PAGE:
Google Makes Application Security Tool Available As Open Source

Ratproxy was developed by Google security expert Michl Zalewski, who will continue to help maintain it.
Google has given its application security assessment tool that it uses internally its independence. It's made Ratproxy open source code to help developers of Web applications assess their code's security profile.

Ratproxy was developed by Google security expert Michl Zalewski, who will continue to help maintain it. In a July 1 blog posting, Zalewski said Google had made Ratproxy available for free download at as open source code . Unlike some security tools that determine the security of an application by firing test penetrations, Ratproxy operates passively, inspecting the application for security exposures.

Zalewski said in his blog that it operates in a "hands off" and "non-disruptive manner." It can do content sniffing, distinguishing between Style Sheets, a standard for building Web site pages, and malicious JavaScript. It can look for snippets of malicious JavaScript buried in content, even though the differences between legitimate code and intruder code can be subtle.

It can do on-the-fly ActionScript decompilation, or a dissection of the Adobe's Flash scripting code designed to run in the end user's Flash Player, to make sure it contains no hidden, intrusive actions.

It is designed to analyze the actions of a user's browser on a Web site and automatically pinpoint and annotate areas of concern or potential flaws, where an intruder might find a way to take advantage of the user-initiated actions allowed on the page, wrote Zalewski. When it finds a suspect application code, it can produce a "very lightweight test" of it that will indicate whether it's a vulnerability. It reports on specific areas of concern, he wrote.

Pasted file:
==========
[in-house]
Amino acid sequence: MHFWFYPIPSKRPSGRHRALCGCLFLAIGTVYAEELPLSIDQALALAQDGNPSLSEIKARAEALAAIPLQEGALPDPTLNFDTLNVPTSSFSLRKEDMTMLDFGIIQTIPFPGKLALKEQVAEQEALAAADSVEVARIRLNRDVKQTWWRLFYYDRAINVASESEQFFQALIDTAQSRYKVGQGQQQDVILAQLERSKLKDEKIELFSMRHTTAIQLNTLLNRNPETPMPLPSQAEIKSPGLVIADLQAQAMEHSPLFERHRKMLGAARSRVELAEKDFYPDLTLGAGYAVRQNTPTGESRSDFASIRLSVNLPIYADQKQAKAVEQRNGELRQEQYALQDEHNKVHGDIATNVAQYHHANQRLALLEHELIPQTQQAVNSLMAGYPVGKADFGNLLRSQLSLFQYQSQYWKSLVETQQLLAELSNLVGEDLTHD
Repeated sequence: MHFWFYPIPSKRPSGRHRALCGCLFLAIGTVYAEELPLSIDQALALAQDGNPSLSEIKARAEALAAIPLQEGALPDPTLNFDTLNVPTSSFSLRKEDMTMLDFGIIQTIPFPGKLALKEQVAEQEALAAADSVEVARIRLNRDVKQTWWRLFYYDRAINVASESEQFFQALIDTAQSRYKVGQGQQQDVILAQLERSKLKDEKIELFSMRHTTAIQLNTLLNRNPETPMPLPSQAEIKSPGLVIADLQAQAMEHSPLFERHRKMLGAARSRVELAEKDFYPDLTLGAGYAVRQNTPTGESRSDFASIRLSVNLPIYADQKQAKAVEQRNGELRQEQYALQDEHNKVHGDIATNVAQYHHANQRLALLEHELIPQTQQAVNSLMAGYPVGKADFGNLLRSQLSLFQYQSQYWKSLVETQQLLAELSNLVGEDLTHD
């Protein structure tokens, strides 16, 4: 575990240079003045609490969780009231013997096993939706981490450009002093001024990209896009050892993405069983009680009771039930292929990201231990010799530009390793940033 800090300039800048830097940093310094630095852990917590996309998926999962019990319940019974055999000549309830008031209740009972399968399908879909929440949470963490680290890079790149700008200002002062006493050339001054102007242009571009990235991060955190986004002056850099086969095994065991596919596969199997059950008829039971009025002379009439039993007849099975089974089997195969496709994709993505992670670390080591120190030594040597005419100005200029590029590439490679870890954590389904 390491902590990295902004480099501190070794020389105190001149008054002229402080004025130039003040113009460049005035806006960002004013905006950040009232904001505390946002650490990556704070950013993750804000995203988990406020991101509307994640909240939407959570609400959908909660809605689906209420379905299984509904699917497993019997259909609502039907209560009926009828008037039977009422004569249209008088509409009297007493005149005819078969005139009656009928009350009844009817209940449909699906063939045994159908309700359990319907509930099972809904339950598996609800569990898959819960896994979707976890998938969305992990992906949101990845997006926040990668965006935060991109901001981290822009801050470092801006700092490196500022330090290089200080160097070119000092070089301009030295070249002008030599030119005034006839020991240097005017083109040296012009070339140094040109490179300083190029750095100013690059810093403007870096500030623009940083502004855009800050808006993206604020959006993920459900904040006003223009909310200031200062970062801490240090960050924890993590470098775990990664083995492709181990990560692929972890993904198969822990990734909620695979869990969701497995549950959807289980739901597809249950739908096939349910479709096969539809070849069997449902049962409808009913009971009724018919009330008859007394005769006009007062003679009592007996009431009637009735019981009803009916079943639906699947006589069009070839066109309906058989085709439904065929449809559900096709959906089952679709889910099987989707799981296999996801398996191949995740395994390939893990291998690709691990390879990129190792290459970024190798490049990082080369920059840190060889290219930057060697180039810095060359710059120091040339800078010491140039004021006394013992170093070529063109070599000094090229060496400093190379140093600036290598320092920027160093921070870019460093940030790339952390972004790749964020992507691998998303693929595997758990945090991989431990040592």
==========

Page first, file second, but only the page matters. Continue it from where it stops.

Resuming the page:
Ratproxy attempts to prevent cross site scripting, where an attacker places JavaScript or other code on a Web site that performs actions with other site visitors other than the one intended, whether it's redirecting them to a dummy site or capturing their personal information.

The tool watches out for mixed content in HTTPS or secure HTTP environments and recognizes it when it is a disallowed feature for an HTTPS application.

Editor's Choice
Brian T. Horowitz, Contributing Reporter
Samuel Greengard, Contributing Reporter
Nathan Eddy, Freelance Writer
Brandon Taylor, Digital Editorial Program Manager
Jessica Davis, Senior Editor
Cynthia Harvey, Freelance Journalist, InformationWeek
Sara Peters, Editor-in-Chief, InformationWeek / Network Computing